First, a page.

Grace Lower | Dec 20, 2016
I’m convinced that London is a tiny bit magical.
Maybe it stems from my childhood obsession with Harry Potter, but something about London’s balance of history and innovation makes it an easy city to fall in love with. Double-decker buses and phone booths are quaint relics of a bygone era, while sharply dressed bankers, multicultural markets, and a vibrant arts scene give the city an undeniably modern feel. When you add Christmas to the mix, the magic of London is only amplified.
I’ve written about London in a previous post, where I talked about some of the challenges that come with group travel. But it was on this same trip that I could fully appreciate the beauty of the city. My group arrived a mere 12 days before Christmas, when London was in full swing—festooned with lights, garland, and pop-up winter markets. The weather was unbearably cold and damp, but there was still a contagious energy that emanated from the bustling crowds. While there was plenty of beauty throughout London, there was also a bit of nostalgia that came with being away from home during the holidays. Throughout my trip, I was able to reflect on the Christmas season—in all its complicated splendor—and how it's celebrated across the pond.
One of my first stops in London was the West End—which is essentially the British version of Broadway. Our group had tickets to War Horse, and we were all excited for a night out on town. The play itself was fantastic, but I found that simply being in the West End was enchanting. Following the show, my travel companions and I strolled through the streets, with brightly-colored Billboards for The Phantom of the Opera, Sweeney Todd, and Mamma Mia! illuminating our path. The West End was alive with creative energy, and it was easy to feel glamorous among so many bulb-lights and flashing signs.
The lights didn’t fade once we were out of the West End, though. As my group traveled through the different neighborhoods, we stumbled across dozens of twinkling Christmas displays, with images of the nativity scene, Santa Claus, and Frosty the Snowman glowing like West End marquees. That evening, I was reminded of the power of stories—especially during the holiday season. Like a good West End musical, the stories that come with Christmas teach lessons and share values that keep us listening year after year.
Perhaps one of the most enchanting parts of my trip was stumbling upon the Winter Wonderland Christmas Market in Hyde Park. After dinner one night, a few acquaintances and I noticed lights glowing from several blocks away. As we approached, we saw the glittering entrance to the Winter Wonderland. With ice skating rinks, Ferris wheels, and dozens of stalls selling seasonal trinkets, the Christmas market looked both inviting and irresistibly festive.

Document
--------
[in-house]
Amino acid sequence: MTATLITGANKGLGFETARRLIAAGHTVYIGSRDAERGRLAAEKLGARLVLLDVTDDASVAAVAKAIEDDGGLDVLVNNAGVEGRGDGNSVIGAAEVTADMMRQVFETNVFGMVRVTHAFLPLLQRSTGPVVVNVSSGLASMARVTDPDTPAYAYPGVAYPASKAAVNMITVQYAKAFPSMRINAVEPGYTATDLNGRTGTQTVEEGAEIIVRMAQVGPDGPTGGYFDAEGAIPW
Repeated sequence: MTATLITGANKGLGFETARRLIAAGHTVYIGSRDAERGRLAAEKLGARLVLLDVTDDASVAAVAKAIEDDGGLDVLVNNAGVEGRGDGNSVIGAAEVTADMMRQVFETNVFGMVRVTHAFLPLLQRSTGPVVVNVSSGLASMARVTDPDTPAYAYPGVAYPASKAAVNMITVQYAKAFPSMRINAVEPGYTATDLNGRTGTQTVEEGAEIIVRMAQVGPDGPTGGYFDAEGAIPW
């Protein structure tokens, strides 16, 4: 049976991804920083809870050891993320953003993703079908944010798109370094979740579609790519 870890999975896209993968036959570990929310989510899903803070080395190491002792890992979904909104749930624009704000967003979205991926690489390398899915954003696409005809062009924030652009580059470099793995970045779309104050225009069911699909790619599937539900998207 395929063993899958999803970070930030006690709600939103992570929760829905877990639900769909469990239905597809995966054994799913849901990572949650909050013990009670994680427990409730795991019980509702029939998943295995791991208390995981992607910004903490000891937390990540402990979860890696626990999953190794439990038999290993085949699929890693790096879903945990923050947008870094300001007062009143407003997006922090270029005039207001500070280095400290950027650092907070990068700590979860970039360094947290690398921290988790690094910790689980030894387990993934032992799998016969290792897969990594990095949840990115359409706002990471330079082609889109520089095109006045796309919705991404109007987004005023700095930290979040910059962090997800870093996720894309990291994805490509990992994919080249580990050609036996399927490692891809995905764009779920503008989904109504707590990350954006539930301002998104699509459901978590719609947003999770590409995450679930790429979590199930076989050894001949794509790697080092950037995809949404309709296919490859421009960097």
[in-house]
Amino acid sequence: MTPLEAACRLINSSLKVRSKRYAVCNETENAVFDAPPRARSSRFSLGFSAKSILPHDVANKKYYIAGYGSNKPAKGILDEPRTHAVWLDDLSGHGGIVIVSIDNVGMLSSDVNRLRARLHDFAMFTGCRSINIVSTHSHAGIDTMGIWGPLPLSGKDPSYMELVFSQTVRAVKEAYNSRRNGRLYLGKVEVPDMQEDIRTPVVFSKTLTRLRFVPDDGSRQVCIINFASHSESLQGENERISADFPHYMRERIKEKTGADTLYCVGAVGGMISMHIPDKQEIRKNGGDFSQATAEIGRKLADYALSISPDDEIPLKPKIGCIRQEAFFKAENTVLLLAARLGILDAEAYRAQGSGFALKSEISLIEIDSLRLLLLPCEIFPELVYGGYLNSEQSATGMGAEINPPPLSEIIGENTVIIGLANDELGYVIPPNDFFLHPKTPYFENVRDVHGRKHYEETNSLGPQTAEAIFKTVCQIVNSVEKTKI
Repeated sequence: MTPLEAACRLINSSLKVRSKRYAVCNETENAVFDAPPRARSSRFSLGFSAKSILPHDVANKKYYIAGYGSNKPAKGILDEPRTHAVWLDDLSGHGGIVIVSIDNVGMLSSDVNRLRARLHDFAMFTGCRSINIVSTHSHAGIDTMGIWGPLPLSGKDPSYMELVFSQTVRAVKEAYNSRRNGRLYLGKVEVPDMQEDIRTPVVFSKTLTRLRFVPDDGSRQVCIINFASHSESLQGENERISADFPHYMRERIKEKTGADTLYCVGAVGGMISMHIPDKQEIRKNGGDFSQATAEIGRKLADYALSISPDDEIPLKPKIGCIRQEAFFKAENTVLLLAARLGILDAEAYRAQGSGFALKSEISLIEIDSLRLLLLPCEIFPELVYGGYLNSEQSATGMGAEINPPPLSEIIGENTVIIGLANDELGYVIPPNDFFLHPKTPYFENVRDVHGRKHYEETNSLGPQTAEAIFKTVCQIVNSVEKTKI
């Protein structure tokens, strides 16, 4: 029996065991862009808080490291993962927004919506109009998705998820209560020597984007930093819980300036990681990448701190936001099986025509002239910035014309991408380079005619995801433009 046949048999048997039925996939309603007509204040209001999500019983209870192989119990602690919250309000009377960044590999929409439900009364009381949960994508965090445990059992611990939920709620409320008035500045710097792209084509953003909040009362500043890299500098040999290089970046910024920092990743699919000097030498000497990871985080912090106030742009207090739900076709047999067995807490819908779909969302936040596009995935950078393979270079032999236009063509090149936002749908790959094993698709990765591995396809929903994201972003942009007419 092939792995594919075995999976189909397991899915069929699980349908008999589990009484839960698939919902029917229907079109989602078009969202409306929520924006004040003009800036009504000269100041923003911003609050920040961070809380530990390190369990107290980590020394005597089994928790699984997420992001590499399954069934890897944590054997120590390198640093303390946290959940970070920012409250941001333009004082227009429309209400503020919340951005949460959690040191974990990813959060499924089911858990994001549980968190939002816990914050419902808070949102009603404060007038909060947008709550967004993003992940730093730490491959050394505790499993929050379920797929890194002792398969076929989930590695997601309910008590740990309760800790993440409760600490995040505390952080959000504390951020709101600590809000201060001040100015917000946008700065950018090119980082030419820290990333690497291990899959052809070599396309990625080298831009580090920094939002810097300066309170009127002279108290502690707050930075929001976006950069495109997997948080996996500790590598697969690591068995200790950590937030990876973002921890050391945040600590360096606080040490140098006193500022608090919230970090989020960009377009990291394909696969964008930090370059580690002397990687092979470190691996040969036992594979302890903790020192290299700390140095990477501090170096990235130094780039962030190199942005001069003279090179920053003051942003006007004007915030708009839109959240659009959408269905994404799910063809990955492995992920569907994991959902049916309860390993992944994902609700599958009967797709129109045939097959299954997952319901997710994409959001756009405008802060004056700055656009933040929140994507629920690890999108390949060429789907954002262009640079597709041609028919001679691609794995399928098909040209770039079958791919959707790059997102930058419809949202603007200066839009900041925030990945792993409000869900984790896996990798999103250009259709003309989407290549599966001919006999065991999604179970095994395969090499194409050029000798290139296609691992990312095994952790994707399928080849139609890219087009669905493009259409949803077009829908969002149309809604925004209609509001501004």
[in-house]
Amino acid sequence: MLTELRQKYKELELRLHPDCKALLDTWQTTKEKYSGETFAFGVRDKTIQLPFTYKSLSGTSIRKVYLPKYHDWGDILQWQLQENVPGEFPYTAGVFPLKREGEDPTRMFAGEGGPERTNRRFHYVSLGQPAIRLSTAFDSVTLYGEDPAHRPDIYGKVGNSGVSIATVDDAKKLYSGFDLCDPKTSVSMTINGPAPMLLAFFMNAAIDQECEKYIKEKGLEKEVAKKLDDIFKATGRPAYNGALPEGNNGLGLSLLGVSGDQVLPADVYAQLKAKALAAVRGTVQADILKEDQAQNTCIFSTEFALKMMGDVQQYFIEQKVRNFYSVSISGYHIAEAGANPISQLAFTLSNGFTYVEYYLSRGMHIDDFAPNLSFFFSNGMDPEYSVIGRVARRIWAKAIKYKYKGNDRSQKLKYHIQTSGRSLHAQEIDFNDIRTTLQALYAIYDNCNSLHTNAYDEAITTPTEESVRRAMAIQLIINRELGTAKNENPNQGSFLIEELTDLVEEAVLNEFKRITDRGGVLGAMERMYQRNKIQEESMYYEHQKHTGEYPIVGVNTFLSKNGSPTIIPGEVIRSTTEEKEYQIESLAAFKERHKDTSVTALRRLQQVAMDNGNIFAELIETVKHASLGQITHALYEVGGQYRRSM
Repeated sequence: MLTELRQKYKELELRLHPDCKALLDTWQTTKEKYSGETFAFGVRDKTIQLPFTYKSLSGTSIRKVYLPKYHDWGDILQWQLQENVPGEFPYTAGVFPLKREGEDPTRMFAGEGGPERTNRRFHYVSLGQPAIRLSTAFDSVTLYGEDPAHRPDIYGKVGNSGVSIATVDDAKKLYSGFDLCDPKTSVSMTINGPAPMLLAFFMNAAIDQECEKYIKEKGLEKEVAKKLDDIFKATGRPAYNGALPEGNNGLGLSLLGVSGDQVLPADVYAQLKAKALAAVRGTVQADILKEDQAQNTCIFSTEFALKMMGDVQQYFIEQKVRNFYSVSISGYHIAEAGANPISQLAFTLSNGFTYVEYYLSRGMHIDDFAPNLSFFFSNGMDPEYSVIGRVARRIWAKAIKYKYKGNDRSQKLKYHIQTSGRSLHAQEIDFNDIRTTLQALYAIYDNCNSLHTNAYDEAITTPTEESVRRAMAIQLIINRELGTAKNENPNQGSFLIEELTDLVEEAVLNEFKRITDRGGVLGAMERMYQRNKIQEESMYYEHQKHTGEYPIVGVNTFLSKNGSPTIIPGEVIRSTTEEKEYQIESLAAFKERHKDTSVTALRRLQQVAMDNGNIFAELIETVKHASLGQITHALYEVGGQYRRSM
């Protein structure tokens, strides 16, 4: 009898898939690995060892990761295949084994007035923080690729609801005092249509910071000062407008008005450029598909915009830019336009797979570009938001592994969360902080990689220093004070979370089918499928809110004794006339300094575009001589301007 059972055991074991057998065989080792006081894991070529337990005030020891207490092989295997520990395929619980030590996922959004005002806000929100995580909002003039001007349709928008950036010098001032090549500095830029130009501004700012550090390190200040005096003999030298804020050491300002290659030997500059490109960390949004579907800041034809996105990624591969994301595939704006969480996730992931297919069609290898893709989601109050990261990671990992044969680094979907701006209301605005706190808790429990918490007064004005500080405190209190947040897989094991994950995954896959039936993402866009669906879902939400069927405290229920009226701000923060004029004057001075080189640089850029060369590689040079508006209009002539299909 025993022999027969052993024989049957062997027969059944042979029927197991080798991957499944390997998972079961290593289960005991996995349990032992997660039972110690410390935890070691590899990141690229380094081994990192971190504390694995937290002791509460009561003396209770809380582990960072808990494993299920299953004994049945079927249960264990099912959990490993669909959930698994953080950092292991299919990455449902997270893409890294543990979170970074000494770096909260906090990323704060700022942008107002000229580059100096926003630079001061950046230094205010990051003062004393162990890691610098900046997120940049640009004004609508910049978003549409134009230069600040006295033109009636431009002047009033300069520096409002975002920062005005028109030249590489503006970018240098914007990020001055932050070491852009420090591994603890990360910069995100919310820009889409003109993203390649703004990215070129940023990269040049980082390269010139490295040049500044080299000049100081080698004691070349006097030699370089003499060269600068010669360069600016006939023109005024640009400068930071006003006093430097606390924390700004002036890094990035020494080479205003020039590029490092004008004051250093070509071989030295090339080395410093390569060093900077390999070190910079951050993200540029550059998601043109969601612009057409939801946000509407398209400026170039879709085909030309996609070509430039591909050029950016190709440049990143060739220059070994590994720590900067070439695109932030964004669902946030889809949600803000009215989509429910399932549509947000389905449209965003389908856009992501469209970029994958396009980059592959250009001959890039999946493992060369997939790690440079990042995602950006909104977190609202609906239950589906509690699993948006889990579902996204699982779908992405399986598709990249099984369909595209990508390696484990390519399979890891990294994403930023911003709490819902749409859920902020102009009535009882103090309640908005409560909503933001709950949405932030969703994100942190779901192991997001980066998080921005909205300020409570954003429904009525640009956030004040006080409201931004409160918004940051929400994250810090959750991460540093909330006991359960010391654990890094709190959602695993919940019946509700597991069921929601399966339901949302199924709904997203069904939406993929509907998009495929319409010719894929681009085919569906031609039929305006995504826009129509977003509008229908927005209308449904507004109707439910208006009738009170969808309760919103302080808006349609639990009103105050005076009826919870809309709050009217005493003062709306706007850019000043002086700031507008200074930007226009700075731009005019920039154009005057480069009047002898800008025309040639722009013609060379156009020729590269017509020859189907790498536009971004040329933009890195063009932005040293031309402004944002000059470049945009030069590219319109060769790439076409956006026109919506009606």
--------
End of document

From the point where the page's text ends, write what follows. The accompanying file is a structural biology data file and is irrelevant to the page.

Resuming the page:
As it turned out, Winter Wonderland was the perfect way to unwind after a long day of exploration. My companions and I may have splurged on gourmet hot chocolates and roasted chestnuts, but wandering the market was certainly worthwhile. We people-watched as families, groups of teenagers, and tourists reveled in holiday activities. Whether they were indulging in seasonal treats or taking a spin around the Ferris wheel (which looked hilariously tiny compared to The London Eye), everyone at Winter Wonderland seemed to be enjoying the togetherness that only the holidays can offer.
While theatre shows and holiday markets were exciting finds, I would be lying if I said that food didn’t have a huge impact on my London experience. At dinner one night, I indulged in a British holiday classic and ordered Beef Wellington (which was incredibly tasty). And over the course of the week, I sampled different seasonal deserts—many of which I’d read about in Harry Potter books. Everything from mince pies to trifle, to English Christmas pudding was fair game. Though some of the foods were slightly questionable (honestly, why would you drown a perfectly good piece of cake in so much sherry?), there was something quite gratifying about sampling another country’s traditional Christmas food. And when I considered my own family’s custom of making Oyster Stew at Christmas, perhaps the sherry-soaked desserts weren’t so strange, after all.
Like food, shopping is another element of the holidays that’s easy to overindulge in. And although there were plenty of open air markets and charming boutiques, nothing quite compared to Harrod’s. Harrod’s is a massive department store that sells practically everything—think Macy’s on steroids. But while typical department stores keep their Christmas décor limited to wreaths and garland, Harrods goes all out. Each year, teams of artists and designers create breathtaking window displays for Harrods. And while I’m not much of a department store shopper, Harrod’s gorgeous displays were enough to convince me to indulge in some seasonal spending, myself.
In many ways, my trip to London encapsulated the beauty and tradition of the holiday season…but I couldn’t help but feel like something was missing. As I took in the beauty around me, I realized that it’s the people, not the festivities, that make Christmastime so special. And while I’d absolutely recommend London as a holiday destination, I’d also recommend that you share that experience with the people you love. As my time in London came to a close, I was certainly sad to go—but I was counting down the minutes until I could share my holiday travel stories with the people who were waiting for me back home.
Grace Lower has a love for all things writing and travel. When she's not exploring new places, Grace enjoys teaching English as a Second Language, making terrible puns, and running incredibly long distances at incredibly slow speeds.